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Saturday, March 13, 2004

Chinese Dam Plans Threaten Environment

The NY Times ran a major piece on this last wednesday. As China modernizes it is desperate for power and one way that it is attempting to generate it is via damming its river systems. The other is through importing nuclear energy technology from the United States -- something Bush is right now actively promoting, as he uses the federal government as a platform for the industry. By comparison, hydroelectric power would seem relatively clean but unfortunately there many side-effects to dams and their deleterious effects upon regions and habitats are now seen as major problems which may require their not being built. I find it interesting that the Washington Times -- a conservative paper -- ran this article...is it that they felt like bashing the Chinese, or is it that they are looking to promote reasons for a greater nuclear presence within China?

Via: Washington Times

Environmentalists are concerned with China's plans to build an enormous system of dams that would alter a unique ecosystem, the canyons of the Nu River.

The proposal is to build a series of 13 dams along the canyon region, which a U.N. agency has designated a World Heritage Site, The New York Times said Wednesday.

The area is home to old-growth forests, some 7,000 species of plants and 80 rare or endangered animal species.

Even within the Chinese government there is opposition. Last year, China's State Environmental Protection Agency and the Chinese Academy of Sciences publicly criticized the Nu project.

In Yunnan province in southwest China, the Nu project would also force the relocation of as many as 50,000 people, many of them agrarian peasants, the report said.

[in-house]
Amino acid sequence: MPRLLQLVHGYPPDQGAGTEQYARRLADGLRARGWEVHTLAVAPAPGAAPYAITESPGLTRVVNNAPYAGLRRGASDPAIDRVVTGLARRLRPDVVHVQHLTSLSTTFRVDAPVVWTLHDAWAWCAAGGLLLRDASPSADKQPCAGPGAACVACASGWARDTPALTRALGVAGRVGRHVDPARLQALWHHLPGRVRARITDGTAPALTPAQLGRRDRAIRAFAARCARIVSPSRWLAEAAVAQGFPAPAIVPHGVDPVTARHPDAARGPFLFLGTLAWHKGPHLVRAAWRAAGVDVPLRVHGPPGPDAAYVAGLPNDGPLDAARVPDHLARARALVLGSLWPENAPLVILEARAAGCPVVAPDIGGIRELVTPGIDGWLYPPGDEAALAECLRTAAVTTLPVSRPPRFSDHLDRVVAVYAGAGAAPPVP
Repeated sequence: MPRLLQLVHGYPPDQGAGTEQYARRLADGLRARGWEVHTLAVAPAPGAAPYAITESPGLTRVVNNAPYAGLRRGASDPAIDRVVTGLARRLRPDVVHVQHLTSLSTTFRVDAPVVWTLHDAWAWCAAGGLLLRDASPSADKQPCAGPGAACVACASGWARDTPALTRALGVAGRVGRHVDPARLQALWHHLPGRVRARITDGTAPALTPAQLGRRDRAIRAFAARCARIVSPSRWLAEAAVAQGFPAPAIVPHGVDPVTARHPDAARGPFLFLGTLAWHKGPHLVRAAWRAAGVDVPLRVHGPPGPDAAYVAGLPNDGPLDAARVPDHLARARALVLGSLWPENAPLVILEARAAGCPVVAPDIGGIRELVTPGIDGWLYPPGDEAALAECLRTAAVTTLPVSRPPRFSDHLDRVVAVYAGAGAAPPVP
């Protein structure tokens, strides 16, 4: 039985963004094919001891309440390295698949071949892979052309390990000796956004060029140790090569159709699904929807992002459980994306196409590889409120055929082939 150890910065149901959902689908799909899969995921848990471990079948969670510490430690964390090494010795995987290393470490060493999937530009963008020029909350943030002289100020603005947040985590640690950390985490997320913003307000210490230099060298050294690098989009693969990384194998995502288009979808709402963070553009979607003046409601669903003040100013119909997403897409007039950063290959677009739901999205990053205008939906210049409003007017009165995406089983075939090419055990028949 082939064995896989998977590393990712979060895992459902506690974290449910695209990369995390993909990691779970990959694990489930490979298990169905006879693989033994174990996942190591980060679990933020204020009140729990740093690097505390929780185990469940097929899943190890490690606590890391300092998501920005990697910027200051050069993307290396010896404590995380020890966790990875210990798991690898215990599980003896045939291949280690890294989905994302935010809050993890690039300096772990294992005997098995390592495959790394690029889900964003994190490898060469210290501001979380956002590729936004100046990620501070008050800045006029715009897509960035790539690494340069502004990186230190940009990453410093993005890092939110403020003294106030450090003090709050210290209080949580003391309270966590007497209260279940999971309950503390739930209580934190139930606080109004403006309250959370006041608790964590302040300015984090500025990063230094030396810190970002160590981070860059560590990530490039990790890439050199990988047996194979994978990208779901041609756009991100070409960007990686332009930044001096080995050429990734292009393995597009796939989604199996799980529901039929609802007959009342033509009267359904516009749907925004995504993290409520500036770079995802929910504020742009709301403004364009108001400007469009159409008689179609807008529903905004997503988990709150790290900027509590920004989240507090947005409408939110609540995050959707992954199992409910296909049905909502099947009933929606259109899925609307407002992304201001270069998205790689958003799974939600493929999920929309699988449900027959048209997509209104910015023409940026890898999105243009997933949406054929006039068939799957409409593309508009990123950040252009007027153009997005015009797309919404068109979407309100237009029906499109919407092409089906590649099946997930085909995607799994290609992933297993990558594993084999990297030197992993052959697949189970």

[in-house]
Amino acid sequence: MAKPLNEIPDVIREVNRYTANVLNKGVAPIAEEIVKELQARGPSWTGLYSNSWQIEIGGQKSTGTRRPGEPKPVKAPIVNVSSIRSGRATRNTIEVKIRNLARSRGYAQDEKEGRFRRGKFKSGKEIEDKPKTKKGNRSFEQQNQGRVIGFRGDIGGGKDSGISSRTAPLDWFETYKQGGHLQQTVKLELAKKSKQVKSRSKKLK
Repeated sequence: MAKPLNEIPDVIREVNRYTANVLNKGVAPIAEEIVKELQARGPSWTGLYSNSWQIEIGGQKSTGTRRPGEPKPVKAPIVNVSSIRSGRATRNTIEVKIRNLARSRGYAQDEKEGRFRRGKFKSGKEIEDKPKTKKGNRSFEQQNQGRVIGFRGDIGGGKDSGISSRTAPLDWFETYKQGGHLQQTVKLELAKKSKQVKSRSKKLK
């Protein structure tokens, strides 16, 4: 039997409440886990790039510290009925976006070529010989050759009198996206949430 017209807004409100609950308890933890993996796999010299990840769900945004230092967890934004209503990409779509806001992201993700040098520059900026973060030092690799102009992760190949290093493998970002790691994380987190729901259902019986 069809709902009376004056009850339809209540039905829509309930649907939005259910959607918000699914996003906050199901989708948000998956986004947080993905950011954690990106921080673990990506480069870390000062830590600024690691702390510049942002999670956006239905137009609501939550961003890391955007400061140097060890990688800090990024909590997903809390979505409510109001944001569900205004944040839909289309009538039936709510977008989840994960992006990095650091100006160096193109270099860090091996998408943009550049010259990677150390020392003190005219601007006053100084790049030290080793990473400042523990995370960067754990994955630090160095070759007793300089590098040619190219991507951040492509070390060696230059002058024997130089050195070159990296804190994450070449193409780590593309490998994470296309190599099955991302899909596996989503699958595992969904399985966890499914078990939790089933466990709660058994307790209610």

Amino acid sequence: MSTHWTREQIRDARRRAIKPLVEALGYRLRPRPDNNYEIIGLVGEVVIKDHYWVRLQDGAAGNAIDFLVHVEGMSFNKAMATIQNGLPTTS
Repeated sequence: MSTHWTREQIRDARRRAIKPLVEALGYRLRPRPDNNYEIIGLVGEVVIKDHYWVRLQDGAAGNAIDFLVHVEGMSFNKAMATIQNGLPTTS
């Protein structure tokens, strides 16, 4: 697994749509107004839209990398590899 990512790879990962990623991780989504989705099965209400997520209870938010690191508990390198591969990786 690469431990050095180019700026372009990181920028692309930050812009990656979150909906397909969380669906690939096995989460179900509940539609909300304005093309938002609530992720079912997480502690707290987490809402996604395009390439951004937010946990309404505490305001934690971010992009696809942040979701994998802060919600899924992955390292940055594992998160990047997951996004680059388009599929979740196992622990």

The project comes as a result of isolated blackouts and power shortages because the country has outstripped its power supply. Proponents also say the country is responding to international pressure to shift from dirtier coal to cleaner energy sources.

Posted by Richard
3/13/2004 06:14:00 PM | PermaLink

 
Wednesday, March 10, 2004

Vegan Blog Press

Much thanks to SA Computer Magazine for linking and publicizing this blog in their "Pick of the Blogs" column. It never ceases to amaze me the way blogs get noticed and gain readerships (or fail to do so). I remember people telling me when I started this, "Don't call it 'Vegan Blog' -- it will turn people off and seems too weird." Then, others commented upon its politics after I got going, "It's too radical -- no one will read it." Well, here's the blog inching toward adulthood, being read daily in over twenty countries, and getting props from computer magazines in South Africa. I say this not to toot my own horn, but rather to point out the power of being active and working on one's project. When I began this project I was hoping that the communicative nature of blogs could create a larger democratic audience for vegan issues, which for me mean ecological and animal politics and culture. I was hoping simply to get the word "vegan" out into the blogosphere and have it become more common and less intimidating. I never could have imagined how much success awaited!